Atwater-Waynick Hosiery Mills, Inc. v. ClaytonAnnotate this Case
151 S.E.2d 574 (1966)
268 N.C. 673
ATWATER-WAYNICK HOSIERY MILLS, INC. v. I. L. CLAYTON, Commissioner of Revenue of North Carolina.
Supreme Court of North Carolina.
December 14, 1966.
*576 McMichael & Griffin, by Hugh P. Griffin, Jr., and Albert J. Post, Reidsville, for plaintiff appellee.
T. W. Bruton, Atty. Gen., Charles D. Barham, Jr., Asst. Atty. Gen., for the State.
All critical facts in this case were stipulated. Decision, therefore, involves the proper application of the North Carolina taxing statutes to the stipulated facts. G.S. § 105-164.6 authorizes an excise tax "on the storage, use or consumption in this State of tangible personal property purchased within and without this State for storage, use or consumption in this State." G.S. § 105-164.4 authorizes a tax of one per cent of the sales price subject to a maximum of $80.00 per article on (1) (h) mill machinery sold to manufacturing industries and plants. As applied to the facts here involved, the taxing statutes became effective July 1, 1961.
The use tax here involved was designed to complement the sales tax and to reach transactions which could not be subject to a sales tax by reason of its burden on interstate commerce. Johnston v. Gill, Commissioner of Revenue, 224 N.C. 638, 32 S.E.2d 30; McLeod v. J. E. Dilworth Co., 322 U.S. 327, 64 S. Ct. 1023, 88 L. Ed. 1304; Western Live Stock v. Bureau of Revenue, 303 U.S. 250, 58 S. Ct. 546, 82 L. Ed. 823, 115 A.L.R. 994. "While a sales tax and a use tax in many instances may bring about the same result, they are different in conception. They are assessments upon different transactions and are bottomed on distinguishable taxable events. * * * A sales tax is a tax on the freedom of purchase and, when applied to interstate transactions, it is a tax on the privilege of doing interstate business, creates a burden on interstate commerce and runs counter to the commerce clause of the Federal Constitution. * * * Conversely, a use tax is a tax on the enjoyment of that which was purchased after a sale has spent its interstate character." Johnston v. Gill, Commissioner, supra.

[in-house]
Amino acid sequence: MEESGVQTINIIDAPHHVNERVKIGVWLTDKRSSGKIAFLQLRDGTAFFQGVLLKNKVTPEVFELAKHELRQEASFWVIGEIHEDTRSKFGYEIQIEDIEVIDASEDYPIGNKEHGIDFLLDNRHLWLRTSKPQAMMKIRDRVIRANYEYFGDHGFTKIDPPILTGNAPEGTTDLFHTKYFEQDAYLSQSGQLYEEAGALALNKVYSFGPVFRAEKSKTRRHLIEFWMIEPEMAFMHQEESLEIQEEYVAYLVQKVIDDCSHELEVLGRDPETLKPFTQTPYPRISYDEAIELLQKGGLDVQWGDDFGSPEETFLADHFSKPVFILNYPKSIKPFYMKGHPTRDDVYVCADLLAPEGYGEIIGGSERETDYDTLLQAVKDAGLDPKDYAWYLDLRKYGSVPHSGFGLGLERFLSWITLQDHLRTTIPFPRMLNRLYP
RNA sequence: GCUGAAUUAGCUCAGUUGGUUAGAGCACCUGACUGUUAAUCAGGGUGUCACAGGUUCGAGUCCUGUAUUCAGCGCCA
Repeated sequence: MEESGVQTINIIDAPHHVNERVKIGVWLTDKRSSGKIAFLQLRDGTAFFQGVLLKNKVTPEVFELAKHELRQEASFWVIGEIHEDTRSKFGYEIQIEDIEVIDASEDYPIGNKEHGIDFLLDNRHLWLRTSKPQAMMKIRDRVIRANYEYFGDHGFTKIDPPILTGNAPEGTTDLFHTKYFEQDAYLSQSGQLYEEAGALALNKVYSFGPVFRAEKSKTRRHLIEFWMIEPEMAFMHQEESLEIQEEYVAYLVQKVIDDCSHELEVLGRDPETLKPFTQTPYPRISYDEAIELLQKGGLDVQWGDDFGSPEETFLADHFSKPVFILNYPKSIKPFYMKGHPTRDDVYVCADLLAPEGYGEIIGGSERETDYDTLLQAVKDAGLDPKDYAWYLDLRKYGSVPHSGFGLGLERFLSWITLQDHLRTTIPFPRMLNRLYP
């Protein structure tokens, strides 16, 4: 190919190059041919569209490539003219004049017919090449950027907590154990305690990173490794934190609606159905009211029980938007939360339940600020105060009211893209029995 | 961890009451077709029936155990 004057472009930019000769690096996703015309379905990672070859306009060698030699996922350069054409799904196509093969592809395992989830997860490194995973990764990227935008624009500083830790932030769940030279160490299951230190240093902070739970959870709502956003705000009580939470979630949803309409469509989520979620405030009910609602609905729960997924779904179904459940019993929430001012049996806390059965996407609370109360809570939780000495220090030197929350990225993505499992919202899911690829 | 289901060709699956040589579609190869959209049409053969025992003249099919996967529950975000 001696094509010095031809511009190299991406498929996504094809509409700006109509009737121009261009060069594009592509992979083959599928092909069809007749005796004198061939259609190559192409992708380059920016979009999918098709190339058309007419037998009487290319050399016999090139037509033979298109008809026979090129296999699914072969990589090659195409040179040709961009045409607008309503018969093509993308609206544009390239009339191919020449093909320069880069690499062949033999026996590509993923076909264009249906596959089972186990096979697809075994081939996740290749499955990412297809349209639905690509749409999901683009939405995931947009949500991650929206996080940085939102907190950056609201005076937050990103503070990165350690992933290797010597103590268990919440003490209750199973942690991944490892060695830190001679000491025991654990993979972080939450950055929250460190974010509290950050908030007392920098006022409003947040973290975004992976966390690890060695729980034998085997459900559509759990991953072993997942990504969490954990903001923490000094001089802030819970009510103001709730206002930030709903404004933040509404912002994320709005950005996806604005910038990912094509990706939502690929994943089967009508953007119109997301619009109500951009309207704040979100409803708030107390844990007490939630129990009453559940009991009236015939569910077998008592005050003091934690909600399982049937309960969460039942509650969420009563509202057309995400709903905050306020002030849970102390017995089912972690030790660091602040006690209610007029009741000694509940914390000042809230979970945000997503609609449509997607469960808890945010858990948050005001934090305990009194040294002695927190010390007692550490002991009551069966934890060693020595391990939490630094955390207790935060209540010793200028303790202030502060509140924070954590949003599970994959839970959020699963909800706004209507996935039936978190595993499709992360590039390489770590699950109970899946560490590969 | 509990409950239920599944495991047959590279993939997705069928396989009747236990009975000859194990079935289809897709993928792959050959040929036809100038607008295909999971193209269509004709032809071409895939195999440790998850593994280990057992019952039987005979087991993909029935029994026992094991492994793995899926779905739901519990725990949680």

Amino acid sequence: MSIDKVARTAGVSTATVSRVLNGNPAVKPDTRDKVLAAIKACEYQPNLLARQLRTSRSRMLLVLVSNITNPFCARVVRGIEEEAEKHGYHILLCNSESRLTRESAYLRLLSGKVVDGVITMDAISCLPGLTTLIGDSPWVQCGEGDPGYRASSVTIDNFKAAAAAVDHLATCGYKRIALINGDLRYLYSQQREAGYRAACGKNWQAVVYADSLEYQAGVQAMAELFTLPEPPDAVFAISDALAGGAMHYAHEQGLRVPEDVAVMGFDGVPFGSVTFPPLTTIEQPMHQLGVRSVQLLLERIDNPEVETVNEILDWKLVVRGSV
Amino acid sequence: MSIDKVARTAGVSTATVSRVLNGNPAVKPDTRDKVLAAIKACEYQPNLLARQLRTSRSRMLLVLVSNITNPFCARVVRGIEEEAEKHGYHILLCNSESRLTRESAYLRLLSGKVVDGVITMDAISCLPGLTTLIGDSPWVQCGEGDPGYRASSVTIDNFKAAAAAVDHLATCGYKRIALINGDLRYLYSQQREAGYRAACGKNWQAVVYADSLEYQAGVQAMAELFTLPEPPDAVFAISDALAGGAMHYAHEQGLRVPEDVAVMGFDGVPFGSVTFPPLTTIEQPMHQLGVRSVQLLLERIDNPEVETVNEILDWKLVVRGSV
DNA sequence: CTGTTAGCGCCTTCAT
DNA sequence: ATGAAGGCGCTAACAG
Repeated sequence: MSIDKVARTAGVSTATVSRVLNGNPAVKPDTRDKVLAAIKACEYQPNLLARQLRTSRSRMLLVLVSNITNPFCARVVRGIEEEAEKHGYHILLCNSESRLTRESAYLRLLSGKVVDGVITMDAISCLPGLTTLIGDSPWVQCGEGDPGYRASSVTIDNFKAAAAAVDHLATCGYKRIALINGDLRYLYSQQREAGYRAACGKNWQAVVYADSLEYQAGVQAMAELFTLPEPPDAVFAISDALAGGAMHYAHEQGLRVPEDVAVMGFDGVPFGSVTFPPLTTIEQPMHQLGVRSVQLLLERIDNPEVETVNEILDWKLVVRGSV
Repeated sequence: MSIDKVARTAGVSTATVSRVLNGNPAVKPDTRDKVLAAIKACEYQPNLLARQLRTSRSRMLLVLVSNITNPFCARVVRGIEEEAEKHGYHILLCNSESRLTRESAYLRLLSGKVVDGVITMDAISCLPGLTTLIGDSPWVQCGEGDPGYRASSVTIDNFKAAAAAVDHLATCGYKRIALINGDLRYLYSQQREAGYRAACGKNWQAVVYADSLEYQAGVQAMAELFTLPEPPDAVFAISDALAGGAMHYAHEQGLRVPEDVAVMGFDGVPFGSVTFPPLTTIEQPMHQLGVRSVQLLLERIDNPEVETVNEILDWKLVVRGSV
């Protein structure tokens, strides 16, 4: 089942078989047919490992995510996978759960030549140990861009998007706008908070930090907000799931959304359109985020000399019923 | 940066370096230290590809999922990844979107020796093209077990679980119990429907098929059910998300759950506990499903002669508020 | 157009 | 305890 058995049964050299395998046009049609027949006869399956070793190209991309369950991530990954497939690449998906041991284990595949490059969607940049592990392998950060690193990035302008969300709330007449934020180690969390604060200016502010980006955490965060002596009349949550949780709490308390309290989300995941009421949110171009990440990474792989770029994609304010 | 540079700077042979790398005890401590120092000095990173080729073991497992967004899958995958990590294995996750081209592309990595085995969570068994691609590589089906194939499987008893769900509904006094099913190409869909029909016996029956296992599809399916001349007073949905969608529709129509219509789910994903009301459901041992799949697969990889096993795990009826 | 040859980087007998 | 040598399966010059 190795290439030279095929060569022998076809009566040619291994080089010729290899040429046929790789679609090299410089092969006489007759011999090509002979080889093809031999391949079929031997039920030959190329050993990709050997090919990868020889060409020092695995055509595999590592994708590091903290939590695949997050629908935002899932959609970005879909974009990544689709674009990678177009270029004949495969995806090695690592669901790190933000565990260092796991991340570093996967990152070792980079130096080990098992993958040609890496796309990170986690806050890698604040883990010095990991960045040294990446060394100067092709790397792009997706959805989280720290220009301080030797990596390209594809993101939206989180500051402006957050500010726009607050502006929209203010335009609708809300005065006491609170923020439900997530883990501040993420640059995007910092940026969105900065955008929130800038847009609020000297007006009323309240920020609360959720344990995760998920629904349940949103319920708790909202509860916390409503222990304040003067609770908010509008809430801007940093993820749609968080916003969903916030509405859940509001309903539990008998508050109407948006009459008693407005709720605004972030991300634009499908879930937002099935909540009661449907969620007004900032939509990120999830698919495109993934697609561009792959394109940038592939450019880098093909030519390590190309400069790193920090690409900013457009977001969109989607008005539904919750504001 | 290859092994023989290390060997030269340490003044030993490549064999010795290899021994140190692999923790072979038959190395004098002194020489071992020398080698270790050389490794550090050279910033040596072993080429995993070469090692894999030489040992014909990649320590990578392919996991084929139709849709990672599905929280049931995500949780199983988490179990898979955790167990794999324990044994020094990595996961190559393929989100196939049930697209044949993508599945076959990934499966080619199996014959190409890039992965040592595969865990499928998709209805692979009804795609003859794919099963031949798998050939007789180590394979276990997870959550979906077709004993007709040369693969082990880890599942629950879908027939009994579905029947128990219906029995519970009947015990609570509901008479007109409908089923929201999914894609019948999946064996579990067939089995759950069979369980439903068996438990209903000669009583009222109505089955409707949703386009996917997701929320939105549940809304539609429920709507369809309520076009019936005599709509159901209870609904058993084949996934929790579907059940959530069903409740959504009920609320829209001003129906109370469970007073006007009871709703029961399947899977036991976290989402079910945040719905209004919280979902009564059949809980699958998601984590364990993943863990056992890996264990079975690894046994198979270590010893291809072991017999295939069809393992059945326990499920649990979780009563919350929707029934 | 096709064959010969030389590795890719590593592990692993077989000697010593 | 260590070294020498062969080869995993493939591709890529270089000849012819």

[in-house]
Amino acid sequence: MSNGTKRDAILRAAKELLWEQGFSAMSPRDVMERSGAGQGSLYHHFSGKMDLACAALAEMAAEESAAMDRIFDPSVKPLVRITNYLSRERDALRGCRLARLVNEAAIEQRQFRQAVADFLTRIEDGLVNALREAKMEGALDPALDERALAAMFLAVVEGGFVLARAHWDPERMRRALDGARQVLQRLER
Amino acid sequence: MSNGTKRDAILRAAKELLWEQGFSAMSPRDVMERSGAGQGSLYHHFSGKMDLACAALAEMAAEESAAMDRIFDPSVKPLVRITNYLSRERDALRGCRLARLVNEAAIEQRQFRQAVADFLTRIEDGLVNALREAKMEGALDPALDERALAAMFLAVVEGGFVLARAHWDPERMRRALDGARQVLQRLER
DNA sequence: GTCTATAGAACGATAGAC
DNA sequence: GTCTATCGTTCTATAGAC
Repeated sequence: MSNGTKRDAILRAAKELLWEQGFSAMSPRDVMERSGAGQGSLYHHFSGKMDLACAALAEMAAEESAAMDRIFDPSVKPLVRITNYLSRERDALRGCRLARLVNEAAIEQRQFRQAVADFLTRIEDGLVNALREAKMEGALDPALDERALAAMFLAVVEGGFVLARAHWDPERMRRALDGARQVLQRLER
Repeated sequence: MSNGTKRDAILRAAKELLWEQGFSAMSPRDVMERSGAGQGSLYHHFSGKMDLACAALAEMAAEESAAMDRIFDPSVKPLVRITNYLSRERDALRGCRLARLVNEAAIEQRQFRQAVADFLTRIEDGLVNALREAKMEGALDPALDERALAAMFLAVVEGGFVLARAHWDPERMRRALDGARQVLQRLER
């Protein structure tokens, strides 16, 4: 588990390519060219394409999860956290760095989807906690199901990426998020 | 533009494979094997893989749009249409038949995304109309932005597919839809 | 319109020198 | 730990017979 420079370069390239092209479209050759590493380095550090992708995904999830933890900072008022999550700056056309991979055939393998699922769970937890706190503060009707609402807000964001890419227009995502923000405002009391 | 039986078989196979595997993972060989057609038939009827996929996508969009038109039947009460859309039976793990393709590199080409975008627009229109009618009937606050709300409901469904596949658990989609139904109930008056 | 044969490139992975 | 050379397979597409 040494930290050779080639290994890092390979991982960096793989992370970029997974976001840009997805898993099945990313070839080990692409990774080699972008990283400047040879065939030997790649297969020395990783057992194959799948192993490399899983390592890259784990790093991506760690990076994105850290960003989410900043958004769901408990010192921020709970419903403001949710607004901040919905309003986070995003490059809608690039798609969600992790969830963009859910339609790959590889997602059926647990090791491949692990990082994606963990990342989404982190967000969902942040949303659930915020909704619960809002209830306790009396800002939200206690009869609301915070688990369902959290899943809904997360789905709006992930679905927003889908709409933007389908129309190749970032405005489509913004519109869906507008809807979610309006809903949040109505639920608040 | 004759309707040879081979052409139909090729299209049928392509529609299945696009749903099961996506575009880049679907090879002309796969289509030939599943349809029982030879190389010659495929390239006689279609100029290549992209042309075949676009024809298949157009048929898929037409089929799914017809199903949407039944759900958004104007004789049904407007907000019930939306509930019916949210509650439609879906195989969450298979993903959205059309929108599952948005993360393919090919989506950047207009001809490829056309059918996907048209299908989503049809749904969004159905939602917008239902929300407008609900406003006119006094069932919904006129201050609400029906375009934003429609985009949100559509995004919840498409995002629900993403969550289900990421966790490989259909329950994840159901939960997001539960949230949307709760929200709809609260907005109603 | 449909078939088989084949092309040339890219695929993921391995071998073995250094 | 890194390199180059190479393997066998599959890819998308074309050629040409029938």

The parties stipulated the plaintiff, a North Carolina corporation engaged in the hosiery business, ordered for use in its business 30 machines from the manufacturer in Philadelphia. The order was accepted May 15, 1961. At that time the machines were not in existence. They were manufactured and delivered over a three months period beginning in September, 1961. The plaintiff contends the critical date is May 15, 1961, when the contract was accepted and the initial installment paid on the purchase price. Admittedly, on that date the use tax here involved was not in effect. It became effective on July 1, 1961. Obviously a use tax could not take effect before the use began. As to all machines the use was subsequent to July 1, 1961. "It (use tax) does not aim at or discriminate against interstate commerce. It is laid upon every purchaser, within the state, of goods for consumption, regardless of whether they have been transported in interstate commerce. Its only relation to [interstate] commerce arises from the fact that immediately preceding transfer of possession to the purchaser within the state, which is the taxable event regardless of the time and place of passing of title, the merchandise had been transported in interstate commerce and brought to its journey's end." McGoldrick v. Berwind-White Coal Mining Co., *577 309 U.S. 33, 60 S. Ct. 388, 84 L. Ed. 565; Henneford v. Silas Mason Co., 300 U.S. 577, 57 S. Ct. 524, 81 L. Ed. 814; Halliburton Oil Well Cementing Co. v. Reily, 373 U.S. 64, 83 S. Ct. 1201, 10 L. Ed. 2d 202; Johnston v. Gill, supra.
We conclude the tax here involved was properly levied and collected by the Commissioner of Revenue. It follows that Judge Morris committed error in ordering the refund. The cause is remanded to the Superior Court of Wake County for the entry of judgment dismissing the action. The judgment entered in the Superior Court of Wake County is